DateTime::Util::Calc - DateTime Calculation Utilities

use DateTime::Util::Calc qw(polynomial);
my @coeffs = qw(2 3 -2);
my $x = 5;
my $rv = polynomial($x, @coeffs);

This module contains some common calculation utilities that are required to
perform datetime calculations, specifically from "Calendrical
Calculations" -- they are NOT meant to be general purpose.

Nothing is exported by default. You must either explicitly export them, or use
as fully qualified function names.

**max()** returns the bigger of $a and $b.

**min()** returns the smaller
of $a and $b.

Calculates the value of a polynomial equation, based on Horner's Rule.

c + b * x + a * (x ** 2) x = 5

is expressed as:

polynomial(5, c, b, a);

**moment()** converts a DateTime object to moment, which is RD days + the
time of day as fraction of the total seconds in a day.

**dt_from_moment()** converts a moment to DateTime object.

Returns a new DateTime object that is set to Rata Die, 0001-01-01 00:00:00 UTC

If the value $v is not a Math::BigFloat object, returns the value converted to
Math::BigFloat. Otherwise returns the value itself.

**bigint()** does the same for Math::BigInt.

These have been deprecated.

Truncates the DateTime object to 12:00 noon.

Each of these functions calculates their respective values based on degrees, not
radians (as Perl's version of

**sin()** and

**cos()** would do).

Calculates the modulus of $v over $mod. Perl's built-in modulus operator (%) for
some reason rounds numbers UP when a fractional number's modulus is taken.
Many of the calculations also needed the fractional part of the calculation,
so this function takes care of both.

Example:

mod(12.234, 5) = 2.234

This function is almost identical to

**mod()**, but when the regular modulus
value is 0, returns $mod instead of 0.

Example:

amod(11, 5) = 1
amod(10, 5) = 5
amod(9, 5) = 4
amod(8, 5) = 3

This is a special version of binary search, where the terminating condition is
determined by the result of coderefs $mu and $phi.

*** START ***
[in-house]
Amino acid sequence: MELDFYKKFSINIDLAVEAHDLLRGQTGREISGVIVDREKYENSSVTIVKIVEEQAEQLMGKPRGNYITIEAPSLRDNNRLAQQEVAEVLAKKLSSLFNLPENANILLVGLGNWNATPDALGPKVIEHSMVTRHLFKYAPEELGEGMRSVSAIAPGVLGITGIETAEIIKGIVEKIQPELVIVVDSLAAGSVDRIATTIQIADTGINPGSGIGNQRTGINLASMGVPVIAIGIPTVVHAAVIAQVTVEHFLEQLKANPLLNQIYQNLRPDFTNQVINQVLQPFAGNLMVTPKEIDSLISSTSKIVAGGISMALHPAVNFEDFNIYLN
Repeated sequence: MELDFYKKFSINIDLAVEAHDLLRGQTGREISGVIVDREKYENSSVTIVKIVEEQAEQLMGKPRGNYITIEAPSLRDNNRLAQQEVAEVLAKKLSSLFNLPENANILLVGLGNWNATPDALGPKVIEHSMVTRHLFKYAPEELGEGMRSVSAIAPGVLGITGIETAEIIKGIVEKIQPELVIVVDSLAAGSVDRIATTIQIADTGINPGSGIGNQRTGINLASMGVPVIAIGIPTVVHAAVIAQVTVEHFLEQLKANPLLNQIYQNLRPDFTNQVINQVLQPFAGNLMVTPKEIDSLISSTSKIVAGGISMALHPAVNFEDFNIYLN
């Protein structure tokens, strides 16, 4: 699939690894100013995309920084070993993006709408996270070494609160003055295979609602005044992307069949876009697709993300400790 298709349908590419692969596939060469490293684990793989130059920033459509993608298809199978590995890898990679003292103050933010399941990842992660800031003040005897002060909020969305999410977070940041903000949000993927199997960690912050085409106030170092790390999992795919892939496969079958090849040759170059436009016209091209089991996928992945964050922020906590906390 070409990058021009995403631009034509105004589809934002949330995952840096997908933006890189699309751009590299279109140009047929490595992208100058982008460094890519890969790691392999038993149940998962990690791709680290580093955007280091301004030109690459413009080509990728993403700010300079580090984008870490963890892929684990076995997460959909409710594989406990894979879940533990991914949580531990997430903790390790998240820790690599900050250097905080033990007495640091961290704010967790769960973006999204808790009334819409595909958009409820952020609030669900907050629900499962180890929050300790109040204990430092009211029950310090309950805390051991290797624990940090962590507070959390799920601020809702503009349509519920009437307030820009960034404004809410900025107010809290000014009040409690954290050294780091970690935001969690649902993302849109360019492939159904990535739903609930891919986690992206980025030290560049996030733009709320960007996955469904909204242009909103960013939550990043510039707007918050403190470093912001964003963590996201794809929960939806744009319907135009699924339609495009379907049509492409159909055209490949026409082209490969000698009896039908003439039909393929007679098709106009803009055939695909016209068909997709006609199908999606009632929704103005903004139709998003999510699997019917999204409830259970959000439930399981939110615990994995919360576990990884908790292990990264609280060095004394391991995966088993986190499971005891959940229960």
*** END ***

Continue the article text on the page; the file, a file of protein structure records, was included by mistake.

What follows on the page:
$mu is passed the value of $hi and $lo. If it returns true upon execution, then
the search terminates.

$phi is passed the next median value. If it returns true upon execution, then
the search terminates.

If the above two fails, then $hi and $lo are re-computed for the next iteration.

Performs a "linear" search until some condition is met. This is a
generalized version of the formula defined in [1] p.22. The basic idea is :

x = base
while (! check(x) ) {
x = next(x);
}
return x

%opts can contain the following parameters:

- base
- The initial value to use to start the search process. The value can be
anything, but you must provide "check" and "next"
parameters that are capable of handling the type of thing you
specified.

- check (coderef)
- Code to be executed to determine the end of the search. The function
receives the current value of "x", and should return a true
value if the condition to end the loop has been reached

- next (coderef, optional)
- Code to be executed to determine the next value of "x". The
function receives the current value of "x", and should return
the value to be used for the next iteration.
If unspecified, it will use a function that blindly adds 1 to whatever x is.
(so if you specified a number for "base", it should work -- but
if you passed an object like DateTime, it will probably be an error)

So for example, to iterate through 1 through 9, you could do something like this

my $x = search_next(
base => 1,
check => sub { $_[0] == 9 }
);

And $x will be set to 9. For a more interesting example, we could look for a
DateTime object $dt matching a certain condition "foo()":

my $dt = search_next(
base => $base_date,
check => \&foo,
next => sub { $_[0] + DateTime::Duration->new(days => 1) }
);

Converts degrees to radians using Math::Trig, but works for Math::BigInt objects
as well.

Reduces any angle to within the first revolution by sbtracting or adding even
multiples of 360.0.

Reduces input to within +180..+180 degrees

Copyright (c) 2004-2007 Daisuke Maki <daisuke@endeworks.jp>